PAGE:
Expand description

A Rust implementation of ed25519 key generation, signing, and verification.


Creating an ed25519 signature on a message is simple.

First, we need to generate a Keypair, which includes both public and secret halves of an asymmetric key. To do so, we need a cryptographically secure pseudorandom number generator (CSPRNG). For this example, we’ll use the operating system’s builtin PRNG:

extern crate rand;
extern crate ed25519_dalek;

use rand::rngs::OsRng;
use ed25519_dalek::Keypair;
use ed25519_dalek::Signature;

let mut csprng = OsRng{};
let keypair: Keypair = Keypair::generate(&mut csprng);

We can now use this keypair to sign a message:

use ed25519_dalek::{Signature, Signer};
let message: &[u8] = b"This is a test of the tsunami alert system.";
let signature: Signature = keypair.sign(message);

As well as to verify that this is, indeed, a valid signature on that message:

use ed25519_dalek::Verifier;
assert!(keypair.verify(message, &signature).is_ok());

Anyone else, given the public half of the keypair can also easily verify this signature:

use ed25519_dalek::{PublicKey, Verifier};

let public_key: PublicKey = keypair.public;
assert!(public_key.verify(message, &signature).is_ok());


PublicKeys, SecretKeys, Keypairs, and Signatures can be serialised into byte-arrays by calling .to_bytes(). It’s perfectly acceptible and safe to transfer and/or store those bytes. (Of course, never transfer your secret key to anyone else, since they will only need the public key to verify your signatures!)


let public_key_bytes: [u8; PUBLIC_KEY_LENGTH] = public_key.to_bytes();
let secret_key_bytes: [u8; SECRET_KEY_LENGTH] = keypair.secret.to_bytes();
let keypair_bytes:    [u8; KEYPAIR_LENGTH]    = keypair.to_bytes();
let signature_bytes:  [u8; SIGNATURE_LENGTH]  = signature.to_bytes();

And similarly, decoded from bytes with ::from_bytes():

let public_key: PublicKey = PublicKey::from_bytes(&public_key_bytes)?;
let secret_key: SecretKey = SecretKey::from_bytes(&secret_key_bytes)?;
let keypair:    Keypair   = Keypair::from_bytes(&keypair_bytes)?;
let signature:  Signature = Signature::try_from(&signature_bytes[..])?;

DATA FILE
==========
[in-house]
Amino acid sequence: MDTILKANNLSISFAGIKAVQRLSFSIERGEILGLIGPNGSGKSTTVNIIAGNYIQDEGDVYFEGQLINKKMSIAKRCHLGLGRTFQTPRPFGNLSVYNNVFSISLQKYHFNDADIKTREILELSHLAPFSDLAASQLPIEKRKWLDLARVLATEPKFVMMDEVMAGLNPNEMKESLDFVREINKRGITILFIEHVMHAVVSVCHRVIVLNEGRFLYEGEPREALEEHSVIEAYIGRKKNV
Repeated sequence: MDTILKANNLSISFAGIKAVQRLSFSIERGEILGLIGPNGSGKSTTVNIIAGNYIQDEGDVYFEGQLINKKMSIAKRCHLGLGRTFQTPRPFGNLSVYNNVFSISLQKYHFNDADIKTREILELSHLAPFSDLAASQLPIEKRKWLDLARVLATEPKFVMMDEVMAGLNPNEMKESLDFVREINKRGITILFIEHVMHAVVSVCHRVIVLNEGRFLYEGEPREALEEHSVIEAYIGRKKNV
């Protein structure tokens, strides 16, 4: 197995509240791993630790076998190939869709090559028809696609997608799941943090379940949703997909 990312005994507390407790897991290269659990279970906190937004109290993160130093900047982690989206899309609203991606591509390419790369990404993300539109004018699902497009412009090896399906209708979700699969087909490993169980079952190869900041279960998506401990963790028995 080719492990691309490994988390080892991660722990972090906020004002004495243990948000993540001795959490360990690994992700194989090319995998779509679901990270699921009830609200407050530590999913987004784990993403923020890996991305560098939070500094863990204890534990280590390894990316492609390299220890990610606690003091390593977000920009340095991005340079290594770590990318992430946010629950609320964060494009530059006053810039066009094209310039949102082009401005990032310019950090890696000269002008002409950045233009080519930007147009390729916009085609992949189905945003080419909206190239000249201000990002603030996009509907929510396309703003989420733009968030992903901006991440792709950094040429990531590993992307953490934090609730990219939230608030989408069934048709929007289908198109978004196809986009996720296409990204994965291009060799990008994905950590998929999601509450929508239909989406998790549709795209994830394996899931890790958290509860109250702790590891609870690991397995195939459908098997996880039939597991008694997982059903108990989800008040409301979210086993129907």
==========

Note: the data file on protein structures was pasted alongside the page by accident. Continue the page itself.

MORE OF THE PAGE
Using Serde

If you prefer the bytes to be wrapped in another serialisation format, all types additionally come with built-in serde support by building ed25519-dalek via:

$ cargo build --features="serde"

They can be then serialised into any of the wire formats which serde supports. For example, using bincode:

use bincode::serialize;

let encoded_public_key: Vec<u8> = serialize(&public_key).unwrap();
let encoded_signature: Vec<u8> = serialize(&signature).unwrap();

After sending the encoded_public_key and encoded_signature, the recipient may deserialise them and verify:

use bincode::deserialize;

let message: &[u8] = b"This is a test of the tsunami alert system.";
let decoded_public_key: PublicKey = deserialize(&encoded_public_key).unwrap();
let decoded_signature: Signature = deserialize(&encoded_signature).unwrap();

let verified: bool = decoded_public_key.verify(&message, &decoded_signature).is_ok();



pub extern crate ed25519;


An “expanded” secret key.

An ed25519 keypair.

An ed25519 public key.

An EdDSA secret key.

The SHA-512 hash algorithm with the SHA-512 initial hash value.

Ed25519 signature.


The length of an “expanded” ed25519 key, ExpandedSecretKey, in bytes.

The length of an ed25519 Keypair, in bytes.

The length of an ed25519 PublicKey, in bytes.

The length of a ed25519 SecretKey, in bytes.

The length of a ed25519 Signature, in bytes.


The Digest trait specifies an interface common for digest functions.

Sign the provided message bytestring using Self (e.g. a cryptographic key or connection to an HSM), returning a digital signature.

Verify the provided message bytestring using Self (e.g. a public key)

Type Definitions

Errors which may occur while processing signatures and keypairs.